The animation is inconsistent. At times, the animation looks great, surpassing the OVAs. Unfortunately, at other times (most notably when Terry fights Laocorn’s goons at an arcade,) the art quality is sacrificed in favor of fluidity and it looks awful. This isn’t me nitpicking in-betweens like a Dragon Ball Super hater; they hang on some bad-looking shots. This would be fine if this were a third OVA, but this was released in theaters!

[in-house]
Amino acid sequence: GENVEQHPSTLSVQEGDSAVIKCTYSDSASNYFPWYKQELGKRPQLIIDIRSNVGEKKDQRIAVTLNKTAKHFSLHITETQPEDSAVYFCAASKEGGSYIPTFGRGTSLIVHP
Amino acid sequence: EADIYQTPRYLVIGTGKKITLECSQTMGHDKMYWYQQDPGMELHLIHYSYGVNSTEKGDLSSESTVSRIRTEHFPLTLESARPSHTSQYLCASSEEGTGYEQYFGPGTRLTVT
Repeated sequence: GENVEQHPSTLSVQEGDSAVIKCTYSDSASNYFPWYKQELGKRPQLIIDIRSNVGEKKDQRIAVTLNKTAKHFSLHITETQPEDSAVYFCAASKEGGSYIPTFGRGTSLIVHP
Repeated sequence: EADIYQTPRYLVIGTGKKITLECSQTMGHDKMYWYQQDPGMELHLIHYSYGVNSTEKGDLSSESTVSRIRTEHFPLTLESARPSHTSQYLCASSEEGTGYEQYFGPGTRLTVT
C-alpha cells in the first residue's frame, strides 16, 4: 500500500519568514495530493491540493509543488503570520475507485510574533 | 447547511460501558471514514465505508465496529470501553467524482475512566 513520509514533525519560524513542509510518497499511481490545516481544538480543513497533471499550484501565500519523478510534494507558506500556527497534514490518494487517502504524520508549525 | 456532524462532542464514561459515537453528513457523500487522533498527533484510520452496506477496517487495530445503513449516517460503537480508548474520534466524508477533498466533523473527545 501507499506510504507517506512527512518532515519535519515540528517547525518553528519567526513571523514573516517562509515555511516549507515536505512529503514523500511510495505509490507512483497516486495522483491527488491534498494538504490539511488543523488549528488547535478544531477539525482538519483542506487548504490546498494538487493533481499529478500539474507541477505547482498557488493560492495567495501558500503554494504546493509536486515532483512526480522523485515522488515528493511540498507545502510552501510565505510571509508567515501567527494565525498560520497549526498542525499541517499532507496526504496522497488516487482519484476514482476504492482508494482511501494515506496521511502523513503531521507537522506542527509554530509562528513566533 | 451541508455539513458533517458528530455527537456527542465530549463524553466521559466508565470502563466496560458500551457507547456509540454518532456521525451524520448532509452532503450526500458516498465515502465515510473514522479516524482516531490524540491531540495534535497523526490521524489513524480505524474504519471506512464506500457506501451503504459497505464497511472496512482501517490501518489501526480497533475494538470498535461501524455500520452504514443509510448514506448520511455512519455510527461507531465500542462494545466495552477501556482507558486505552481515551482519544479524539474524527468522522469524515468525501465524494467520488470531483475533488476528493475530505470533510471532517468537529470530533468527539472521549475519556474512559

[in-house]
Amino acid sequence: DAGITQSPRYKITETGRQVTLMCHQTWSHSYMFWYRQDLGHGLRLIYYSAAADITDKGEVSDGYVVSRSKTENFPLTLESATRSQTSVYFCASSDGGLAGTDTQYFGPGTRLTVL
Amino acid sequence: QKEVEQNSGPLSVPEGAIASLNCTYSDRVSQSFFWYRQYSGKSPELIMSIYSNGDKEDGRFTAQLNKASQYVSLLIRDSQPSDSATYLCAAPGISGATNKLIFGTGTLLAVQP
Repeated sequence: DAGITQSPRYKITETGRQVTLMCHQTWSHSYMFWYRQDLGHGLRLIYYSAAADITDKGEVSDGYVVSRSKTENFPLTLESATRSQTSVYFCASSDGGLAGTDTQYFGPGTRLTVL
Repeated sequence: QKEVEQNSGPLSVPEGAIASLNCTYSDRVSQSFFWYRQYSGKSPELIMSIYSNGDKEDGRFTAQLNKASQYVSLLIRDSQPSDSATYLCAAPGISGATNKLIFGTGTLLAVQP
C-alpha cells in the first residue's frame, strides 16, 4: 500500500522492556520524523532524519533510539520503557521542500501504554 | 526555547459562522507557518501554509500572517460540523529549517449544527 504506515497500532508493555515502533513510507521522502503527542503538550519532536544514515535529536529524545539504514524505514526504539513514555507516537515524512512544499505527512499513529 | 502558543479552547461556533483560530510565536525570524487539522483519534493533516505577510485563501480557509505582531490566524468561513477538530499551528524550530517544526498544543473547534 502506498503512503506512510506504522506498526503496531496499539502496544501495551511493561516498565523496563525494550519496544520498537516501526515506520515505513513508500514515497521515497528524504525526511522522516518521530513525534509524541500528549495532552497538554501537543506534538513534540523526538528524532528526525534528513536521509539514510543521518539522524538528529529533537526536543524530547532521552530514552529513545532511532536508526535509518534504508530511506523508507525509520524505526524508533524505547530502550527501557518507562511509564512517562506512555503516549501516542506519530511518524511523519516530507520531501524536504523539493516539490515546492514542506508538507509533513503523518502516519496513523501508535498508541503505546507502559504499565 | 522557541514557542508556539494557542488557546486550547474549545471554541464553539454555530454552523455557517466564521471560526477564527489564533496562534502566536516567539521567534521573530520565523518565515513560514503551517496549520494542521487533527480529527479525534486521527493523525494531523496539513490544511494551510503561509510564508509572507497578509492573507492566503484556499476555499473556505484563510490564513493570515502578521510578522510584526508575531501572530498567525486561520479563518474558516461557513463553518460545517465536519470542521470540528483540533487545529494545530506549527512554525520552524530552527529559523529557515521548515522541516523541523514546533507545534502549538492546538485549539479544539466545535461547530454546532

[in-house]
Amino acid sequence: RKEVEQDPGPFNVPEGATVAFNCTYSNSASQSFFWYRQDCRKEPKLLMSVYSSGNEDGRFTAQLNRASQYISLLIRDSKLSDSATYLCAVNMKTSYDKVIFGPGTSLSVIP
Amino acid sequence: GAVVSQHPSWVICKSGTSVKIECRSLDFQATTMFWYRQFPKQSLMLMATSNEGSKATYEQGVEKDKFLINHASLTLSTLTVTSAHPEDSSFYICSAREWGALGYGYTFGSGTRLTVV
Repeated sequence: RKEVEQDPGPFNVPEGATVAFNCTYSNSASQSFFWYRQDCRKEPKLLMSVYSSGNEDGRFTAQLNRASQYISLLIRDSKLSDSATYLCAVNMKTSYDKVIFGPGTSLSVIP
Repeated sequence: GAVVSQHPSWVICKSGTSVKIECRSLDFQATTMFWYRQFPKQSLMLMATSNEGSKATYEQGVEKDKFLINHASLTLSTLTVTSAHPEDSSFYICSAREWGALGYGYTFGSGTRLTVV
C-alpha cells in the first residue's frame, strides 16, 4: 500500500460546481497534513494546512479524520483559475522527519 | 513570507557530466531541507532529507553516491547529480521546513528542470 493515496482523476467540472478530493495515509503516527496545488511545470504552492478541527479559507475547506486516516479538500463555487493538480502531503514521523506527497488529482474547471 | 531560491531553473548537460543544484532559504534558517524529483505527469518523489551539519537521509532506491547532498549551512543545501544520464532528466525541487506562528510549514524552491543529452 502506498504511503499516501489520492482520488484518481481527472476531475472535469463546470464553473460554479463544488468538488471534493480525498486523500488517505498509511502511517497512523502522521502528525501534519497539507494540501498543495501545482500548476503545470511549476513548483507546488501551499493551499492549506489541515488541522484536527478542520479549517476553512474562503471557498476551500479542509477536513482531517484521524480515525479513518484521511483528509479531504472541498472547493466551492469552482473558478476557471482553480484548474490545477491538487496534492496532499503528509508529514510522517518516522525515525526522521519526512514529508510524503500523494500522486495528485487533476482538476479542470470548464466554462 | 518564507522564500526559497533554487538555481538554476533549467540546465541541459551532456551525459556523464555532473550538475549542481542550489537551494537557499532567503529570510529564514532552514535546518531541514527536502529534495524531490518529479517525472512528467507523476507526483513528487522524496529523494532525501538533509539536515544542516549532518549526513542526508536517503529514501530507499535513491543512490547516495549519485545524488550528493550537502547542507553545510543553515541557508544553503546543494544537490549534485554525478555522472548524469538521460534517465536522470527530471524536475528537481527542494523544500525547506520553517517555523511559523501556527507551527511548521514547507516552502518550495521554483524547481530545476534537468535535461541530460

The dub is generally solid: Sarah Sawatsky has been replaced by Lisa Ann Beley as Mai, which is a significant improvement, and most of the new characters sound good with one glaring exception: the main antagonist Laocorn. I don’t know what directions were given to Matt Hill, but the end result sounds like a 12 year-old trying to impersonate Shadow the Hedgehog and I just can’t take him seriously at all. He could have used the Ed voice and sounded more intimidating. Also, I don’t know if the Discotek DVD release is glitched or not, but during the scene where the gang flies to Rhodes, I think there’s supposed to be a conversation between Mai, Joe and Terry, and you can clearly see their lips moving, but the audio is just Sulia monologuing about Alexander the Great. I even switched to the Japanese vocal track and the same thing happened. Needless to say, it really threw me out of the experience.